Tess Holliday’s life forever changed in 2015 when she became the first 5-foot-5-inch size 22 woman to land a contract with a top modeling agency.
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Holliday is now a world-renowned cover girl with over 1 million followers, and she was named one of the world’s top plus-size model by Vogue Italia. Still, she still faces criticism for her shape.
The 32-year-old is not only celebrating her body on social media, but she’s also revealing the challenges she faced in being respected for her work.
When Fox News asked the Mississippi-born, LA-raised star about what misconceptions she wanted to address in her new book, “The Not So Subtle Art of Being a Fat Girl,” the answer was simple.
“I think mostly the fact that my success happened overnight,” explained the married mother of two. “That I didn’t work very hard to get to where I am today. The fact that a lot of people think I’m lazy, I sit around and do nothing when the reality is… I’m lucky if I’m able to eat anything or take a break at all.
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"And sometimes I’m getting four to five hours of sleep. You know, my life is really chaotic, but it’s wonderful. And I wanted to show people that yeah I had a tough life, but things aren’t always easy and glamorous. But here I am, and I hope to shed some light on what it’s really like to be a plus-size woman in the industry that I’m in and in the world in general.”
Holliday is no stranger to negative comments. In her book, she describes being bullied so severely in high school she was forced to drop out and earn her GED.
“[My mom] was advocating for me. She was talking to the school; she was telling people that the behavior wasn’t appropriate,” recalled Holliday. “Unfortunately, no one was really listening. I learned at a really young age, unfortunately, that I had to take care of stuff myself, which is why I chose to drop out of school.
"It’s not the best avenue for people, but for me it’s kind of what I had to do to close that chapter in my life and move on. But I didn’t realize that I would be bullied as an adult and it would follow me through. So I had to choose not take things personally. I had to choose to stay strong and push through and really just put my blinders off and ignore people the best that I could. They weren’t pushing me forward in life.”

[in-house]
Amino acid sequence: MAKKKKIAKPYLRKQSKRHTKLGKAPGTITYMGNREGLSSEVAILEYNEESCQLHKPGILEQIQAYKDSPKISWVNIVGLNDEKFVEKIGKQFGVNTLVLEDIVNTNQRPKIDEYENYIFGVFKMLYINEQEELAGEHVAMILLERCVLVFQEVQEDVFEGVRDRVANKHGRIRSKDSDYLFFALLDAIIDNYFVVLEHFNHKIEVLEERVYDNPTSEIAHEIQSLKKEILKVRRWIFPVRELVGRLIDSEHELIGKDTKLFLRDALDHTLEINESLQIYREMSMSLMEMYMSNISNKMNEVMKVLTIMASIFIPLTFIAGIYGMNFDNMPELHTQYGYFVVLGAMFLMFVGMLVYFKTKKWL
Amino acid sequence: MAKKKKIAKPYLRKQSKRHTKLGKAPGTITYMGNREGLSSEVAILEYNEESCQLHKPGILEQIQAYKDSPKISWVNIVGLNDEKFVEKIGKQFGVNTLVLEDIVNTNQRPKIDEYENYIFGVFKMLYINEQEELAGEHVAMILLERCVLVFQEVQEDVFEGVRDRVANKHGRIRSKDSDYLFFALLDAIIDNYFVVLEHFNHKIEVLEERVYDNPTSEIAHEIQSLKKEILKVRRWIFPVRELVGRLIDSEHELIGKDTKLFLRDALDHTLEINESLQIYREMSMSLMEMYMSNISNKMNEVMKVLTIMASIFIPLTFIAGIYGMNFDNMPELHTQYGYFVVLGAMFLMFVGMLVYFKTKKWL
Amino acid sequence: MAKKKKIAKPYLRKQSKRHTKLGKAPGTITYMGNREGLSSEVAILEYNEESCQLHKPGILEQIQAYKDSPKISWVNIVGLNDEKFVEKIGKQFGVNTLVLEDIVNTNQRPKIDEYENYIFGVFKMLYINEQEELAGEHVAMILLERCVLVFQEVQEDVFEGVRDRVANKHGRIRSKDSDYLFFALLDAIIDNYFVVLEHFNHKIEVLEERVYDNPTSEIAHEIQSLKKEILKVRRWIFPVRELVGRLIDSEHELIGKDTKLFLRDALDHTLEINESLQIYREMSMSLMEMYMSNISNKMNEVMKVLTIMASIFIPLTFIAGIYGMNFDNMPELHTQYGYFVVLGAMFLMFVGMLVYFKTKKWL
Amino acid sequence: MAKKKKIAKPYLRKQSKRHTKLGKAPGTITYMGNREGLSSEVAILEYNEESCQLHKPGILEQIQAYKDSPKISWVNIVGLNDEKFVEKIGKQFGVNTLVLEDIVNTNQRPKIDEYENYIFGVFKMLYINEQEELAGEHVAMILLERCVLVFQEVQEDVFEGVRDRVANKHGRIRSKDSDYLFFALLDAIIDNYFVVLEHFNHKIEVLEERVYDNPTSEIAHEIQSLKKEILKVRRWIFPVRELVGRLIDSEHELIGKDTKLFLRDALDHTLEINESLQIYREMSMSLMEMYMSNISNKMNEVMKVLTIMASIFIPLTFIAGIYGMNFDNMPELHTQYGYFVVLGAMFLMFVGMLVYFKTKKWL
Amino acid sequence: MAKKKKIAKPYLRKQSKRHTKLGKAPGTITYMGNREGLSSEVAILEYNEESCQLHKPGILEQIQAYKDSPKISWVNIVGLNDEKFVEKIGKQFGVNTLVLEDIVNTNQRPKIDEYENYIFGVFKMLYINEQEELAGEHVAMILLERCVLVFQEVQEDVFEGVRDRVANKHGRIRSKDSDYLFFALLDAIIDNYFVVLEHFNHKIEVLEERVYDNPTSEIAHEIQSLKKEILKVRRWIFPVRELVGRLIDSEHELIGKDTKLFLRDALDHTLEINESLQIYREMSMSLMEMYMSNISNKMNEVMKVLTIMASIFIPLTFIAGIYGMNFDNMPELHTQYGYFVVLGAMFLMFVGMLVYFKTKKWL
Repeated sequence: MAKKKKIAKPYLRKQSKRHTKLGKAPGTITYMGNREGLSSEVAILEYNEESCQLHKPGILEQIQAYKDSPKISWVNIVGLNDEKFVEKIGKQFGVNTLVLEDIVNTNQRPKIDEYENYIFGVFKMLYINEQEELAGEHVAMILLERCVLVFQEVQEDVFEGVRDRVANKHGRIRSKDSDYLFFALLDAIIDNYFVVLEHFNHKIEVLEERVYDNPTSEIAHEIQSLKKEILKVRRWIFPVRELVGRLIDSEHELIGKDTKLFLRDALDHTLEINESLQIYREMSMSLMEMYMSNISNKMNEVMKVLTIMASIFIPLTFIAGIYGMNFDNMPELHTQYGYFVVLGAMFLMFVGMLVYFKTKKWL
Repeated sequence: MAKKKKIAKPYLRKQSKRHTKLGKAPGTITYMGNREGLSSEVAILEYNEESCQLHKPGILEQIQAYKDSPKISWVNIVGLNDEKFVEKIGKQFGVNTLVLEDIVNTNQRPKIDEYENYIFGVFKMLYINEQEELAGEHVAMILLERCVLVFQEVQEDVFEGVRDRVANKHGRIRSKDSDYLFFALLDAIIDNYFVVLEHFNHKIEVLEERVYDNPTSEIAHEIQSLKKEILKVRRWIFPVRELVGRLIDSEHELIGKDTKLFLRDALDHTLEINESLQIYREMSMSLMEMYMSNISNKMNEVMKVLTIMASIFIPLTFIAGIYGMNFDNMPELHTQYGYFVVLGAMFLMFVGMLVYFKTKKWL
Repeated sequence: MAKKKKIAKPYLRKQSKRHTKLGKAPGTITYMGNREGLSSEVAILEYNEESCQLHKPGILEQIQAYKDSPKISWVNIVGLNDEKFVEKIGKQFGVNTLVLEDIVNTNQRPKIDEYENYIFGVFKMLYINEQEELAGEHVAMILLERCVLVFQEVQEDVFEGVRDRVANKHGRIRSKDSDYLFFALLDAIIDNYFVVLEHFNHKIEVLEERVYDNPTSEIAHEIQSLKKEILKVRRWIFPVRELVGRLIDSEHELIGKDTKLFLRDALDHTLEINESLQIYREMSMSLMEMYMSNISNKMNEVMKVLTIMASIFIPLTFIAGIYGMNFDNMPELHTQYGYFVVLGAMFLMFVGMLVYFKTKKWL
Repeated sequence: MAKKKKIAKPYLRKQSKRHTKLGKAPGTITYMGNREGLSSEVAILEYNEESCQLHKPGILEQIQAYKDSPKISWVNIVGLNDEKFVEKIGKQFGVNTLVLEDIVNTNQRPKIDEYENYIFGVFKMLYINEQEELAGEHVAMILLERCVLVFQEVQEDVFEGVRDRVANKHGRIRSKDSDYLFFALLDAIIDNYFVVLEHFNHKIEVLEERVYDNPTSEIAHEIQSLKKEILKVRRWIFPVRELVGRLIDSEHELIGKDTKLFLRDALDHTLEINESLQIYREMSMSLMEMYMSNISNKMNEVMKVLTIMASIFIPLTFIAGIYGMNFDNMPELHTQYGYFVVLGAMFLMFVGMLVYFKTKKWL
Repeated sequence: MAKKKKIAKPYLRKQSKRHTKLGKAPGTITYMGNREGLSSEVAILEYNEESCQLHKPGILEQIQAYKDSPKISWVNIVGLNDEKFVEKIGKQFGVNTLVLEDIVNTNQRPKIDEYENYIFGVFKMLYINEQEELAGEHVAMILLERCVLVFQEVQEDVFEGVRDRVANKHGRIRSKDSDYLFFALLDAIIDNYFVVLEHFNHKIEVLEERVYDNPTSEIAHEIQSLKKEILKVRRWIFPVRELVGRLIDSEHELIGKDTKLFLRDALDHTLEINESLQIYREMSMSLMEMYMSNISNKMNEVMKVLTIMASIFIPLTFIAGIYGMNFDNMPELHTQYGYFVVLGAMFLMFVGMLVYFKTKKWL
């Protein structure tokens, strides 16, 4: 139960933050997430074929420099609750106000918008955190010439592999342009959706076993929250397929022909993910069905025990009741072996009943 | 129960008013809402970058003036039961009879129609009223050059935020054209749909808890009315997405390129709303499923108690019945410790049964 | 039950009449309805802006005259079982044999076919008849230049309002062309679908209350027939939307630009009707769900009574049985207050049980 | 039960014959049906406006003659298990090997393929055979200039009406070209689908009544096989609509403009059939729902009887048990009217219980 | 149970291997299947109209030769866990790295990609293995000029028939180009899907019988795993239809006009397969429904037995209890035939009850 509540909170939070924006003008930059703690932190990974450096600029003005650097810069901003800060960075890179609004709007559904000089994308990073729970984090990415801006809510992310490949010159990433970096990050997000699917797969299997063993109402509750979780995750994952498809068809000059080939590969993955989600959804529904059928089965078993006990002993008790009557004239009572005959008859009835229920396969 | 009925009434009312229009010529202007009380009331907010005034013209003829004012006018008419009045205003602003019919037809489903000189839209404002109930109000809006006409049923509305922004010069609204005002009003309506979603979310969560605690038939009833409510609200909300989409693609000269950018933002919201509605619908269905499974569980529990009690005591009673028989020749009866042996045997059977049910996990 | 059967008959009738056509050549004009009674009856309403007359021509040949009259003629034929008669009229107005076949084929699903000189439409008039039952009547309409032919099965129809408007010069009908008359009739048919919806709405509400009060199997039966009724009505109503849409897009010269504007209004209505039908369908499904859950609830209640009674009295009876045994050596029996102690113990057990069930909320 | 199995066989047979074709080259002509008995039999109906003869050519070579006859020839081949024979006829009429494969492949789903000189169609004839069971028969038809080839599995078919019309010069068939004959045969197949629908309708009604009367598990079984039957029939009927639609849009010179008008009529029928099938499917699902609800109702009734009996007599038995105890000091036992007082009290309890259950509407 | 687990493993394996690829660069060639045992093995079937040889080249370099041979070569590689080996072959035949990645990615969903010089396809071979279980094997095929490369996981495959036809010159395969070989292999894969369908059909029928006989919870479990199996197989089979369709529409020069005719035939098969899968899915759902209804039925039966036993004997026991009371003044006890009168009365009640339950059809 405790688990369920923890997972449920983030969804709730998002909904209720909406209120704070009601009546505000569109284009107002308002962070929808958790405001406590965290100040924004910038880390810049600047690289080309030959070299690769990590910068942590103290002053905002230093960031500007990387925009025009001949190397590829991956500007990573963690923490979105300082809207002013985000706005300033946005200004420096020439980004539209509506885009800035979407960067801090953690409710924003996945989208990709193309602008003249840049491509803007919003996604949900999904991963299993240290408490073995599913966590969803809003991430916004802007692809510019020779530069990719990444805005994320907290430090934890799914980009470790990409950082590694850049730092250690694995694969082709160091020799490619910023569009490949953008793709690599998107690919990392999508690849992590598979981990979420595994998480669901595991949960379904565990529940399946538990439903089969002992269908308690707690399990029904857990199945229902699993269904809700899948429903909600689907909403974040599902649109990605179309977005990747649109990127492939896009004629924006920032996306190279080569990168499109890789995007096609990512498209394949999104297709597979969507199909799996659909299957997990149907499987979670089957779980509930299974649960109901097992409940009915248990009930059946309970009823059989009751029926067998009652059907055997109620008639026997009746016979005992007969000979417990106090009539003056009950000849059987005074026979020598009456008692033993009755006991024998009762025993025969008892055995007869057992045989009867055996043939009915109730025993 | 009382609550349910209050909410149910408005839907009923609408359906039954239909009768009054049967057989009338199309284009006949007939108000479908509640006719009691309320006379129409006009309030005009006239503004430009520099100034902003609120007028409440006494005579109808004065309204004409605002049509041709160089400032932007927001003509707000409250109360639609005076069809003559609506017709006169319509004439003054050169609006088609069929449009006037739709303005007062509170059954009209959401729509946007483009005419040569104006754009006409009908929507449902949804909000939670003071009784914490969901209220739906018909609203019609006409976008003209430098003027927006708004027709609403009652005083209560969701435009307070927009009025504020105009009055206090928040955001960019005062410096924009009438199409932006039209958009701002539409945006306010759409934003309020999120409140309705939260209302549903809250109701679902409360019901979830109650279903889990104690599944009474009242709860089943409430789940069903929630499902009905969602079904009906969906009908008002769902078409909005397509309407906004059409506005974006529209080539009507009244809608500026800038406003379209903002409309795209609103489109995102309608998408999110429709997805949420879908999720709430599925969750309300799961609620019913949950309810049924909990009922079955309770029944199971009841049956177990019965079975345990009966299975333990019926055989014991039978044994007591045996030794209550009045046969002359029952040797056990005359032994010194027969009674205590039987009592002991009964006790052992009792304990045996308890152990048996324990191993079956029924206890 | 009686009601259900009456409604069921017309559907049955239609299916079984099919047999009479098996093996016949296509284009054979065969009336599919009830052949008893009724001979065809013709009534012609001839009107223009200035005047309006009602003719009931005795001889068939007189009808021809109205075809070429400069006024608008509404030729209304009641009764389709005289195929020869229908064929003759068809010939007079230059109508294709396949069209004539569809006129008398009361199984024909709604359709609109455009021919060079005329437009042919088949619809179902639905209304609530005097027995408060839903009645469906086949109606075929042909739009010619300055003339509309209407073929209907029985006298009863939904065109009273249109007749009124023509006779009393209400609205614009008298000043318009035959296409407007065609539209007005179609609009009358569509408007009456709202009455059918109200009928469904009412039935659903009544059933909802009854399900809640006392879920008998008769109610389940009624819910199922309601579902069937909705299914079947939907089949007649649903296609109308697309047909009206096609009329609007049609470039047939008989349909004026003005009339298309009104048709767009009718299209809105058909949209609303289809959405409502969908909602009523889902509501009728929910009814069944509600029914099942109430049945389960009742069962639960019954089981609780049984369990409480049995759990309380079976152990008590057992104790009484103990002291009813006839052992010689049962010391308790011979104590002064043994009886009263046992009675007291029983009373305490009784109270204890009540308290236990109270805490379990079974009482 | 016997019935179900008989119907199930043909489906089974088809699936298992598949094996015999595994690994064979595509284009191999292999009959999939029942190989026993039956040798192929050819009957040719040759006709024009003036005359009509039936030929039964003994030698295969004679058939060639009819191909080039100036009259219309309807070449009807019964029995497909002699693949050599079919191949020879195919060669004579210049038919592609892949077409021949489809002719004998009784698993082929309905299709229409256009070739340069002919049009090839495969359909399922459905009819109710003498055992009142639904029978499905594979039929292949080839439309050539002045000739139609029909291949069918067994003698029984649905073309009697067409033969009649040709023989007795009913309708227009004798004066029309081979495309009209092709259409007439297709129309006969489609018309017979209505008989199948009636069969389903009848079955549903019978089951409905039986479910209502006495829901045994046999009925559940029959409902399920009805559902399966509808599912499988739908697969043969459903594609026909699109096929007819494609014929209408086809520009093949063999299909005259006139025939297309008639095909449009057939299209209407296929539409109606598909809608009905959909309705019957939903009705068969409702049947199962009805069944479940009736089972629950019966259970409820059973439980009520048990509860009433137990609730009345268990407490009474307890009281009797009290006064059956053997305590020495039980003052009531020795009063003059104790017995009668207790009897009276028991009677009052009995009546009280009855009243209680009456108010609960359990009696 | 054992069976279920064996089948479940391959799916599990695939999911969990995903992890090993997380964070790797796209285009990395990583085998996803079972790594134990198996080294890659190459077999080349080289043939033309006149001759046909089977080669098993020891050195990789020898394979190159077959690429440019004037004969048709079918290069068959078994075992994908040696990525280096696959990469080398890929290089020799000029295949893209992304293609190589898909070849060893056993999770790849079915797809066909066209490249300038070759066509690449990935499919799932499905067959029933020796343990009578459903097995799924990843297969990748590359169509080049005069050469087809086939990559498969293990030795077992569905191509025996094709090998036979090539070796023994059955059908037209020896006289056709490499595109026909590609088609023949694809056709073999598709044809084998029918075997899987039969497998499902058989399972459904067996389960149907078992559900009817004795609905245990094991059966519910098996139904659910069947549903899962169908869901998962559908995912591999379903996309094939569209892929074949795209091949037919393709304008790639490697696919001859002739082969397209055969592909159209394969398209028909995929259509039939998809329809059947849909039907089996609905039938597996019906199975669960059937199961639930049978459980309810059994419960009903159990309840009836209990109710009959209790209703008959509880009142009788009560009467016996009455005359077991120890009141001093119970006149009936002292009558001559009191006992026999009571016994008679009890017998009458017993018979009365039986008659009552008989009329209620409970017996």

Holliday said she still faces criticism on social media, a platform she’s been dedicated to using as a means to let the world know all body types should be respected and given dignity. However, she admitted she steps away from it every now and then to focus on what truly keeps her happy.
“I think it’s really important to disconnect from social media and take a break to understand that people saying things to you online are just miserable people and not to take it personally,” said Holliday. “And to understand that it’s OK to live your life and to realize that social media is not real. It’s all an illusion. It’s what people want you to see."
Holliday said she struggled to become confident.
“The confidence did not happen overnight,” said Holliday. “I still have my good days and bad days. My team that got me ready today can tell you I was an absolute nightmare before this because I always have a moment before I go on camera of like, ‘What do I wear? Maybe I shouldn’t wear this.’
"That’s why I always say that loving yourself is a journey, not a destination. But that’s really what it is. It’s a long process and it’s drawn from people in my life like my mom, my husband and my friends really lifting me up and reminding me that you have good days and bad days and it’s OK.”
Holliday continues to break standards in the fashion world and she frankly doesn’t care if you call her fat. (For the record, she does hit the gym and shares her fitness routine on Instagram, too). However, Holliday admitted it can be frustrating at times when she’s simply not recognized for her work, like any other model.
“I feel that way constantly,” said Holliday. “I wish that I got to talk about my accomplishments far more than I have to talk about my size. Or feeling like I have to justify my health because in reality, the people who are questioning my health or my size actually do not know anything about my well-being."
There are many more goals Holliday still wants to accomplish.
“… When I signed to my agency, I felt like it gave me validation and it also set me up in a different playing field,” said Holliday. “People gave me more attention and I don’t always handle it the best and I’m still learning. But, I get to be here today and it’s a lot of fun.”